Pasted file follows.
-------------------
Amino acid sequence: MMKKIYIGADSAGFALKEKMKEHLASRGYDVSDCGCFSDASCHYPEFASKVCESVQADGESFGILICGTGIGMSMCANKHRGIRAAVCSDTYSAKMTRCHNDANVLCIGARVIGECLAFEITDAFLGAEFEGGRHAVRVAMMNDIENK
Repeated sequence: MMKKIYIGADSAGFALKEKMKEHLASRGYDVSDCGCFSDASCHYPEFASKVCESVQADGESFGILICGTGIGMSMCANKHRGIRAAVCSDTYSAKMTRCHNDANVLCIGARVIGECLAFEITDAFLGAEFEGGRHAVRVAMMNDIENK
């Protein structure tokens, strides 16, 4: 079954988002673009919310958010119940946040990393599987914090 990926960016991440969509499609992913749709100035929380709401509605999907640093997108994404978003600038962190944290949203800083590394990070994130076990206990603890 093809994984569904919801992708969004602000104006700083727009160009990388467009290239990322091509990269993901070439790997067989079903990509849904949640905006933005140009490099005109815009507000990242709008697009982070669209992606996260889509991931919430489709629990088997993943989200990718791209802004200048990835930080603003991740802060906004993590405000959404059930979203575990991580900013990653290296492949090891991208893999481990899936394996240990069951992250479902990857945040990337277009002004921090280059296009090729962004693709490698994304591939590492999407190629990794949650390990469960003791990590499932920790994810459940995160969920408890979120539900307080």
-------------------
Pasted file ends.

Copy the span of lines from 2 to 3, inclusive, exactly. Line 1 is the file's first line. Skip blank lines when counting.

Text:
Repeated sequence: MMKKIYIGADSAGFALKEKMKEHLASRGYDVSDCGCFSDASCHYPEFASKVCESVQADGESFGILICGTGIGMSMCANKHRGIRAAVCSDTYSAKMTRCHNDANVLCIGARVIGECLAFEITDAFLGAEFEGGRHAVRVAMMNDIENK
């Protein structure tokens, strides 16, 4: 079954988002673009919310958010119940946040990393599987914090 990926960016991440969509499609992913749709100035929380709401509605999907640093997108994404978003600038962190944290949203800083590394990070994130076990206990603890 093809994984569904919801992708969004602000104006700083727009160009990388467009290239990322091509990269993901070439790997067989079903990509849904949640905006933005140009490099005109815009507000990242709008697009982070669209992606996260889509991931919430489709629990088997993943989200990718791209802004200048990835930080603003991740802060906004993590405000959404059930979203575990991580900013990653290296492949090891991208893999481990899936394996240990069951992250479902990857945040990337277009002004921090280059296009090729962004693709490698994304591939590492999407190629990794949650390990469960003791990590499932920790994810459940995160969920408890979120539900307080």